• I was a managing director.
  • *Soy un cirujano.
  • *Ich bin ein Lehrerin.

The second instance involves coordination. As with many aspects of grammar cross-linguistically, coordination bends many of the rules that otherwise apply in noun phrases. Consider grammatical case. In the French sentence:

  • Lui et elle sont allés ensemble

... the coordination with et licences the so-called disjunctive forms of the pronouns (lui and elle), where we would otherwise expect nominative forms (il and elle).

In English we sometimes observe bare coordination in coordinations of NPS. This phenomenon is one that is not at all well understood, and also one which is currently the subject of much academic research. This is when coordinated NPs which we would otherwise expect to take a Determiner of some description appear "bare" with no Determiner or article. These are not restricted to coorrdinations with and, but also with or, but and so forth.

Here are some examples:

  • A black cat and a brown dog were fighting in the street. Cat and dog were equally filthy.
  • Are you man or mouse?
  • Nursemaid, mistress and mother all at the same time, I doted on those children.
  • I had pen and paper ready to make notes
  • Mother and child were said to be recovering well.
  • He appeared to be millionaire and homeless vagabond at the same time.

Many thanks to Janus Bahs Jacquet for disabusing me of my misunderstandings re dative and disjunctive French pronouns.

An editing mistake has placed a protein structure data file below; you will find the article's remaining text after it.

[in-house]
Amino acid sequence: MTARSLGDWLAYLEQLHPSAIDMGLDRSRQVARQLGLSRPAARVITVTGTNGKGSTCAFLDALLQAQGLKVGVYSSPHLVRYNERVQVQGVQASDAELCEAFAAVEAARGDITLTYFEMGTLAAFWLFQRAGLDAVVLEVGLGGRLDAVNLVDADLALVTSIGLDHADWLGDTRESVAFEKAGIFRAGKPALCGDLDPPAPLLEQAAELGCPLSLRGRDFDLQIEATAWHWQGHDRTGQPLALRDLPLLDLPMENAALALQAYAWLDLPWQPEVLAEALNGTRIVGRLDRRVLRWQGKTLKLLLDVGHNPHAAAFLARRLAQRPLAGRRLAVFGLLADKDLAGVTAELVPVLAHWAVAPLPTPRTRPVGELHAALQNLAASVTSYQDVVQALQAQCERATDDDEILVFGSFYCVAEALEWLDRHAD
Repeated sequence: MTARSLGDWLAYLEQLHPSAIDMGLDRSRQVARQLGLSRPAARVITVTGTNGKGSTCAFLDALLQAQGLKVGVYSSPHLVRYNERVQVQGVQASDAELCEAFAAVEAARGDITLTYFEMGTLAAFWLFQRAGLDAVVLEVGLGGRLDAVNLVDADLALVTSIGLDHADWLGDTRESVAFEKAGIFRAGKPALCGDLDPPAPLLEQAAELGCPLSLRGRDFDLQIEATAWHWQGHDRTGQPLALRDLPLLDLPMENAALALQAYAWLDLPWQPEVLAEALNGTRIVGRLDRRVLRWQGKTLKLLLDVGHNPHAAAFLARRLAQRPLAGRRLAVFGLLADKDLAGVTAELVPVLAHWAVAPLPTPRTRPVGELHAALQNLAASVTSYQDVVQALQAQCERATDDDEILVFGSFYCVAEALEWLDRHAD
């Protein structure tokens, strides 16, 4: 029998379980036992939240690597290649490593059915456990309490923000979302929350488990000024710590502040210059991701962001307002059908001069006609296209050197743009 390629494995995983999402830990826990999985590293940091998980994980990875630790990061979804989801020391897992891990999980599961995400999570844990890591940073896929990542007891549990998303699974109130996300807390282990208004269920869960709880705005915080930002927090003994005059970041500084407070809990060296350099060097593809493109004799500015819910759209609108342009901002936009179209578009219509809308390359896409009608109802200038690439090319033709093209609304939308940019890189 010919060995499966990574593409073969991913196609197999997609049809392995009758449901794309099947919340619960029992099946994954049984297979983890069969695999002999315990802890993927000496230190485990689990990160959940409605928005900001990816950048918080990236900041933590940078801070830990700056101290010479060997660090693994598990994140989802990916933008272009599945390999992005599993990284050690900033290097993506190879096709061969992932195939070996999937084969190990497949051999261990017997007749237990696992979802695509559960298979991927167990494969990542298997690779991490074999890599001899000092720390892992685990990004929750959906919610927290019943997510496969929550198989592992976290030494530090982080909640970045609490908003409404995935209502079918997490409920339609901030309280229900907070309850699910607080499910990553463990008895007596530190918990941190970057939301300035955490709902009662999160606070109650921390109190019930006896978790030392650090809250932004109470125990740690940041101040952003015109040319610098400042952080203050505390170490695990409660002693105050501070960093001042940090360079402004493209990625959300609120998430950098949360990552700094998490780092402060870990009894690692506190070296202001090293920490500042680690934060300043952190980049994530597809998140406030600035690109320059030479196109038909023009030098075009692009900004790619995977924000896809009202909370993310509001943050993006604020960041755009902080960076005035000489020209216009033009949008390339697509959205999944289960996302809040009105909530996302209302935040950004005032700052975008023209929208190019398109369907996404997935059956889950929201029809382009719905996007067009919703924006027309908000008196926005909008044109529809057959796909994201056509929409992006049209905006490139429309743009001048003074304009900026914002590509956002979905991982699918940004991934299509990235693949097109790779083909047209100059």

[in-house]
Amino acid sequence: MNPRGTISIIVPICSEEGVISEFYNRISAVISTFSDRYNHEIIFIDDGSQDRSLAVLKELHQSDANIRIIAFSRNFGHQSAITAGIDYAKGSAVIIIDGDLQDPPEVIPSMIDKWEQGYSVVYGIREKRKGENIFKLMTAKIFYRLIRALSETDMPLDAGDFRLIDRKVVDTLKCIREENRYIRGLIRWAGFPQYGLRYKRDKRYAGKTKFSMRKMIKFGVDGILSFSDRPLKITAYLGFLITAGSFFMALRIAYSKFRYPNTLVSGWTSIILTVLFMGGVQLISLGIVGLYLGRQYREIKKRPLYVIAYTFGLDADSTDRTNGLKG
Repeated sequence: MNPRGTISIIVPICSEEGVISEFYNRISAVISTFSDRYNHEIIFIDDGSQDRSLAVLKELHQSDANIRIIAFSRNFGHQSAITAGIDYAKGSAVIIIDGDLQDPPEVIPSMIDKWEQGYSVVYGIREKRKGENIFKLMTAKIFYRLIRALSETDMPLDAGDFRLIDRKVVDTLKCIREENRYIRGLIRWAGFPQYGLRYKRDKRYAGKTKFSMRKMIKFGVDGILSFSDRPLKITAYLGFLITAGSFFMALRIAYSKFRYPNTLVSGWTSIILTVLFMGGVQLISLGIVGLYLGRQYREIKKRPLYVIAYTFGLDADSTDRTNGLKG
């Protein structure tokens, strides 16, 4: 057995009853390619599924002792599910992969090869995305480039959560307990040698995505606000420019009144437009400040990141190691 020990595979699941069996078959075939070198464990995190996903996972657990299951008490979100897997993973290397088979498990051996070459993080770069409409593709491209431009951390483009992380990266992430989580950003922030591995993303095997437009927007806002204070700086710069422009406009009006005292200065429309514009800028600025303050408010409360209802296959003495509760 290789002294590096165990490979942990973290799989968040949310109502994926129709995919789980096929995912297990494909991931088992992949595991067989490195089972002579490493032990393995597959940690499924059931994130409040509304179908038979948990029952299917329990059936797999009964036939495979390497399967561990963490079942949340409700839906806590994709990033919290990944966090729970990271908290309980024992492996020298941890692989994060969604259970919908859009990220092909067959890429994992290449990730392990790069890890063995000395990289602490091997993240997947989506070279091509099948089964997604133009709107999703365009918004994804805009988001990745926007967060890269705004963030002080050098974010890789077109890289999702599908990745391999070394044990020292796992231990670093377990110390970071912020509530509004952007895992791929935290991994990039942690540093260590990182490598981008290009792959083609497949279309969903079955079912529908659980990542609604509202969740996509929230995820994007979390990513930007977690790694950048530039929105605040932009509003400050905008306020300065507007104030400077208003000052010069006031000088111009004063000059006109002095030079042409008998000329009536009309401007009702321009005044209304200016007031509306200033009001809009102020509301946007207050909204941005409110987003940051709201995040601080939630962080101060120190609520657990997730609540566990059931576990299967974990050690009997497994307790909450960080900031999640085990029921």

Further reading

Here's a couple of articles on bare coordination:

  • CAn singular, uncountable, common nouns more commonly lack determiners in English?
    – minseong
    Commented Mar 4, 2022 at 14:22
  • Not really, that I can think of. Of course, this only applies to nouns functioning as the (ultimate) Heads of NPs. Uninflected 'singular' nouns are often used as attributive modifiers of other nouns. Commented Mar 4, 2022 at 14:25
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    Lui in the French example isn’t a dative pronoun, but a disjunctive one. And note that your English example of a role NP with determiner is off – role NPs can occur with definite determiners in Spanish and German as well (Soy el cirujano and Ich bin die Lehrerin are both valid); the difference is that in English, they can often appear even with indefinite determiners (“I was a managing director”), though not always (“He was appointed *a managing director”). Commented Mar 4, 2022 at 15:31
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    Another example is the use of countable nouns with some prepositions to express generic meanings: "on foot," or "by car" in English; "à pieds," or "en voiture" in French; and "zu Fuß," but perhaps not "*mit Auto" in German. Commented Mar 4, 2022 at 19:47
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    @Araucaria-him I think you forgot to update the text itself; I’ve made a small edit. Commented Mar 5, 2022 at 17:32